Yankees rightfielder Aaron Judge competes in the final round of...

Yankees rightfielder Aaron Judge competes in the final round of the Home Run Derby at Marlins Park on July 10, 2017 in Miami, Fla. Credit: Getty Images / Mark Brown

Calling a Home Run Derby is no easy task for a television announcer. It is like describing a fireworks display, or the Rose Parade.

Gushing is the entire point of these events, but that can get old quickly, especially when one is observing an endlessly repeated act such as Aaron Judge hitting baseballs farther than any other living human.

So it was Monday night for ESPN analysts Mark Teixeira and (especially) Jessica Mendoza, who were appropriately wowed but struggled to find new ways to express that wow-ness as the night wore on.

Yelling “oooh!” is a natural reaction to Judge and his colleagues, but occasional awed silence works well, too.

Karl Ravech helpfully provided balance as lead announcer in his first turn in place of Chris Berman, who had called the event since Abner Dalrymple of the White Stockings beat out King Kelly in the 1885 Derby, with Bartolo Colon pitching to both men.

Berman’s shtick was made for the Derby, and there were times when it was difficult not to wonder what he might have said about the proceedings. “Judge, jury and executioner!!!” But Ravech’s level-headed approach worked.

Not that he wasn’t above hyperbole. He opened the show proclaiming it “the most anticipated Home Run Derby of all time.”

During the second round, Ravech offered a “back, back, back, back, back, back, back . . . gone!” call of a Miguel Sano home run in tribute to Berman, and added, “We’re thinking about you, Boom!”

Teixeira and Mendoza did what they could with awkward interviews of players distracted by watching the competition as it unfolded before them, and by the noise in Marlins Park.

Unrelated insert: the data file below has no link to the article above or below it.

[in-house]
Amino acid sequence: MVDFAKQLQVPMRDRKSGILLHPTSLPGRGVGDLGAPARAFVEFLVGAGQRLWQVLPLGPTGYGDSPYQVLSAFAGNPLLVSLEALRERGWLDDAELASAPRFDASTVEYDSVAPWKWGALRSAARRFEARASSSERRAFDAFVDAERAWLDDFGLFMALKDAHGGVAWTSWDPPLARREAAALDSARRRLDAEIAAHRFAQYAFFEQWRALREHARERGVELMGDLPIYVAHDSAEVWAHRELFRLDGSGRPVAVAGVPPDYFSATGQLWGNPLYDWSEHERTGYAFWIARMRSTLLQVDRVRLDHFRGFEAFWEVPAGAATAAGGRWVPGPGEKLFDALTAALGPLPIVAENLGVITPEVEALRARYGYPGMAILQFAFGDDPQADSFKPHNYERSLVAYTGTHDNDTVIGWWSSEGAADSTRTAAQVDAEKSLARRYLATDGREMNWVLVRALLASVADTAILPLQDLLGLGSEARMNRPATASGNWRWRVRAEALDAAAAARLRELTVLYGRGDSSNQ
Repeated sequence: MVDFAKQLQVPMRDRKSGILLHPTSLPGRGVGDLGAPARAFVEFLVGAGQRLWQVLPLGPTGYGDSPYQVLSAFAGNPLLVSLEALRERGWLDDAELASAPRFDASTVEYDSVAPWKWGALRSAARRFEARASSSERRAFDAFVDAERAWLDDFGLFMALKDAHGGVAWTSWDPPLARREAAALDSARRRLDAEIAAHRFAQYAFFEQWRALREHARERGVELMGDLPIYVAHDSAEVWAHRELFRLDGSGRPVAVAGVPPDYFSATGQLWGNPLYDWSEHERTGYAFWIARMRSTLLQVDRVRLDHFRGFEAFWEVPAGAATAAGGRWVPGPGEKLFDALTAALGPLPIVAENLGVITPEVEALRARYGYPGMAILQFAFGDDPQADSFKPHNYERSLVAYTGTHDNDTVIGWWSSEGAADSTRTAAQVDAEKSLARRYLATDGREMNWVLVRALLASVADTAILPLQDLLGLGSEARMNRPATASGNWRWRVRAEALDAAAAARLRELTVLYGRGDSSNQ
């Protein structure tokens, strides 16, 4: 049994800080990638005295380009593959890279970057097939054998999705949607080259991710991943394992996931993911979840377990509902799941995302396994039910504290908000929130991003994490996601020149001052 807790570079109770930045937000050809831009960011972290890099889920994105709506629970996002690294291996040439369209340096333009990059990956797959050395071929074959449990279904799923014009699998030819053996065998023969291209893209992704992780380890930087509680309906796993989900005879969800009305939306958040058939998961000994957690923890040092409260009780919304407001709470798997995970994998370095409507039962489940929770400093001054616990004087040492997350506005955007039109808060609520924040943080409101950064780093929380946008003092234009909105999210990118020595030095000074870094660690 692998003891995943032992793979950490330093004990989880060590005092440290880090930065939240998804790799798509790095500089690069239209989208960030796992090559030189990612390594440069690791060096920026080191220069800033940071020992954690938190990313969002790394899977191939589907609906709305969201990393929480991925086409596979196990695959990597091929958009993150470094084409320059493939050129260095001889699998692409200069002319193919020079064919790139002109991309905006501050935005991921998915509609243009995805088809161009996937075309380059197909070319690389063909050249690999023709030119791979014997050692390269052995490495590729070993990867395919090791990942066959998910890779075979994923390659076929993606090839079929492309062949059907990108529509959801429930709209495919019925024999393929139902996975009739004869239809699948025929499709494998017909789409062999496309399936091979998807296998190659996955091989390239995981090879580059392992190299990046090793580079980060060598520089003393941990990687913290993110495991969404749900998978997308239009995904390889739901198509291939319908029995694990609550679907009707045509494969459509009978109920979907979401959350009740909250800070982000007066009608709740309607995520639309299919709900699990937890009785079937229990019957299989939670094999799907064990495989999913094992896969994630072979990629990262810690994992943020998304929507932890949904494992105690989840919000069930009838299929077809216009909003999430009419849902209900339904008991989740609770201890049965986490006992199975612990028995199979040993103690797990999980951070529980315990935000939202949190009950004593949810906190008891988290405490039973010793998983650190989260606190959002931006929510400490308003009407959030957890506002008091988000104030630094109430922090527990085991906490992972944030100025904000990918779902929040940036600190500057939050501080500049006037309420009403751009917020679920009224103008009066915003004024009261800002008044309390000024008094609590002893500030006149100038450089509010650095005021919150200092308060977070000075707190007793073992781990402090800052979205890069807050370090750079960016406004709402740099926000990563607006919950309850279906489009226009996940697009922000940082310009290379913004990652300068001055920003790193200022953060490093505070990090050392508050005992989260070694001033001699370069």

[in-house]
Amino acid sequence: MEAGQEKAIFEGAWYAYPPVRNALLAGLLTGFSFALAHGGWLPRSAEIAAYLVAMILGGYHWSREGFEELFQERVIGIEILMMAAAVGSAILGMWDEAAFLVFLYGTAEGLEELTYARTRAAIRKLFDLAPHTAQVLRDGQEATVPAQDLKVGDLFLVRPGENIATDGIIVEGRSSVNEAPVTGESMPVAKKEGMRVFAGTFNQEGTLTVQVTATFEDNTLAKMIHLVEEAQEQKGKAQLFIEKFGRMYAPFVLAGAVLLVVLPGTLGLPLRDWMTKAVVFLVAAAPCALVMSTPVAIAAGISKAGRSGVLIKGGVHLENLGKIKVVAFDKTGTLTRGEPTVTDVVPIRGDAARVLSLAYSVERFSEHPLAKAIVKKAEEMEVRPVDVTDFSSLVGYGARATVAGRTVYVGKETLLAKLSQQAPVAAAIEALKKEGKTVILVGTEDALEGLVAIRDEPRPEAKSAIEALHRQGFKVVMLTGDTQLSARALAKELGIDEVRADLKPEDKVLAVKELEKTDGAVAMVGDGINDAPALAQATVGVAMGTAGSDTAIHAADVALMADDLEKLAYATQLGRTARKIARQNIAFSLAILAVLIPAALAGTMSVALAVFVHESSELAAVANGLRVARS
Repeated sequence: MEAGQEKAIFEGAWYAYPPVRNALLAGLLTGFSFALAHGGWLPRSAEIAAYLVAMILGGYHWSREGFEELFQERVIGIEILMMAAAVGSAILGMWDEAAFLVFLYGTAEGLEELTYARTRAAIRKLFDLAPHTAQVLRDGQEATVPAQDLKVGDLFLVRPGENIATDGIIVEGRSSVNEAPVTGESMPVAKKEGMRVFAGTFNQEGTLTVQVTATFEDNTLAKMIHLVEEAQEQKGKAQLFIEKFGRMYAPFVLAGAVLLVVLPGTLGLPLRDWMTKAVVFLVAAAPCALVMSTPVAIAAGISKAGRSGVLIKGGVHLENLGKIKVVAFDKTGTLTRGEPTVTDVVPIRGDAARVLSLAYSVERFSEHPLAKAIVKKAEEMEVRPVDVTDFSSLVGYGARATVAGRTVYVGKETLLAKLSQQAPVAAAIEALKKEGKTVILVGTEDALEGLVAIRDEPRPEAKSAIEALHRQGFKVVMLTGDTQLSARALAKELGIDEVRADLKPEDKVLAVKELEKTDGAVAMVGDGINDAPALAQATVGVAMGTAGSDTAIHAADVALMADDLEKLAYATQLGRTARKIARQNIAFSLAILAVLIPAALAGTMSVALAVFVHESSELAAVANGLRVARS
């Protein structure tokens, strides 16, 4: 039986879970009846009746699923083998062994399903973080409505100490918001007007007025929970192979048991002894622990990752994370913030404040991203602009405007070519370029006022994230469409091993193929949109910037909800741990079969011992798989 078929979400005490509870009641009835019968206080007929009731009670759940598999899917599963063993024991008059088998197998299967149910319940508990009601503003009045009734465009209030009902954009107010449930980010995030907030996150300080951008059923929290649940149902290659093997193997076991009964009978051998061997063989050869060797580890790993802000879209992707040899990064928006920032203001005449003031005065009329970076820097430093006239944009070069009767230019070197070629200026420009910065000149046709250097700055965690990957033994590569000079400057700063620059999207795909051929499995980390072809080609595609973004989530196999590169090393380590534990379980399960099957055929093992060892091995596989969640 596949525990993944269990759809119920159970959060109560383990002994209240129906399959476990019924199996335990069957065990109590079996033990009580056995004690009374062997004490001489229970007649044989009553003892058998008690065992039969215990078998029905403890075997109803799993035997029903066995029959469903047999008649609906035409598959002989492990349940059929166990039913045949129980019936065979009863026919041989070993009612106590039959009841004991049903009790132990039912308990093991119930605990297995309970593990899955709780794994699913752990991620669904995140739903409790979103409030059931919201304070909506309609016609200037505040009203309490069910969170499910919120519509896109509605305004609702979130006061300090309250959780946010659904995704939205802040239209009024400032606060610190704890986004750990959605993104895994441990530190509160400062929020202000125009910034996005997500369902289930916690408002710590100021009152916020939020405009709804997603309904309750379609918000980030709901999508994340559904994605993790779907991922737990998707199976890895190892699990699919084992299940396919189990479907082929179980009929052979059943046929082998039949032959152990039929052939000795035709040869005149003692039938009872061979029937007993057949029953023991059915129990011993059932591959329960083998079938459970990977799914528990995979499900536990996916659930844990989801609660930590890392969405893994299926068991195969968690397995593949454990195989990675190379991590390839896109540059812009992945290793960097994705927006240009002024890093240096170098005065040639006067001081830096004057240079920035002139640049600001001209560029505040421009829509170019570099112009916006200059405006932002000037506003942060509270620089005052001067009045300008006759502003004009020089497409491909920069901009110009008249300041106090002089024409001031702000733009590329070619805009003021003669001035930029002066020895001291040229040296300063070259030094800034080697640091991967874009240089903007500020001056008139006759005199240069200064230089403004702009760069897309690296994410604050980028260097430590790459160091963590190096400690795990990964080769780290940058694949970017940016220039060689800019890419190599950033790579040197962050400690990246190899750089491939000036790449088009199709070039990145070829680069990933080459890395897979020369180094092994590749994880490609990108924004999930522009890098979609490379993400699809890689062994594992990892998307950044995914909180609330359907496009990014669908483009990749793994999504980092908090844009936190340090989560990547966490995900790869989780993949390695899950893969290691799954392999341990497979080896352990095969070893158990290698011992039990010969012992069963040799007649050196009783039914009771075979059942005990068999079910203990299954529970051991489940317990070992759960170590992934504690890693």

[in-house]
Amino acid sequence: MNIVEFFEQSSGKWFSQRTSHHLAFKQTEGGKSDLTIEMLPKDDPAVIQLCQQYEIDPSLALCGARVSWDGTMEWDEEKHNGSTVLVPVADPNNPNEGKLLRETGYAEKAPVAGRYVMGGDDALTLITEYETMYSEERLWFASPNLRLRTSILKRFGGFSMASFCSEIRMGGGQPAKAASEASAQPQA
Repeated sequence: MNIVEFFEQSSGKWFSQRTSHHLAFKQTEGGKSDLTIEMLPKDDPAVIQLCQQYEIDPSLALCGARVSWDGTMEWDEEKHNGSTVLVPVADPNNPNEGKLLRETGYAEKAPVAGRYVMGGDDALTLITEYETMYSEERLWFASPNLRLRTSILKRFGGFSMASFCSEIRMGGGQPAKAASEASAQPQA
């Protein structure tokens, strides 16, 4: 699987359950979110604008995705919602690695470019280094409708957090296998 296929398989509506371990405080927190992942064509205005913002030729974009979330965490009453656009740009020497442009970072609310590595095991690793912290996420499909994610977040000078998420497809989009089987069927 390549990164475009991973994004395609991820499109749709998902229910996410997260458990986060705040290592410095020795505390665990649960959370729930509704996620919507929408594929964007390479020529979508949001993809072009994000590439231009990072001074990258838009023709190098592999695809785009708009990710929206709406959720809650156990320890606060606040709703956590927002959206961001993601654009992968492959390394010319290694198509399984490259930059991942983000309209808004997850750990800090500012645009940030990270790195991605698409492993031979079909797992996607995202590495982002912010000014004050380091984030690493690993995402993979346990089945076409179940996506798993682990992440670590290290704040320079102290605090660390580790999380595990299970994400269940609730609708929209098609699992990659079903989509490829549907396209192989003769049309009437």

Ravech’s understated approach — compared with Berman’s, anyway — allowed the real stars to shine, and they came through in a way that rendered Tuesday night’s actual All-Star Game something of an afterthought.

Sure, New York-area fans had added interest because of Judge and his Yankees teammate, Gary Sanchez. The 10.8 percent of homes in the area that tuned in were the most in New York for a Derby since at least 2001.

But Judge certainly has cross-country appeal, and it is impossible not to be fascinated by his exploits, beating some of the best sluggers in the world as if they were beer league softball wannabes.

ESPN — and the rest of us — narrowly averted the possibility of a Justin Bour vs. Sano final, which would have been unfortunate. Thanks again, Aaron!

The players, and a format change, have made the event watchable again. Not that I have much to compare it to.

The last time I sat through a Derby in its entirety, I was watching Yoenis Cespedes’ rockets come at me in real life in leftfield at Citi Field in 2013 rather than watching Judge’s come at me through my television set.

But that’s the point. Judge, Sanchez, Giancarlo Stanton and, yes, ESPN made the event worth the time investment, much more so than your average 3 ½-hour slog through a regular-season game.

Players staying in the batter’s box, ready to hit the next pitch without taking a stroll and adjusting equipment and body parts? Imagine that!

It was fun. Let’s do it again next July! If Judge shows up.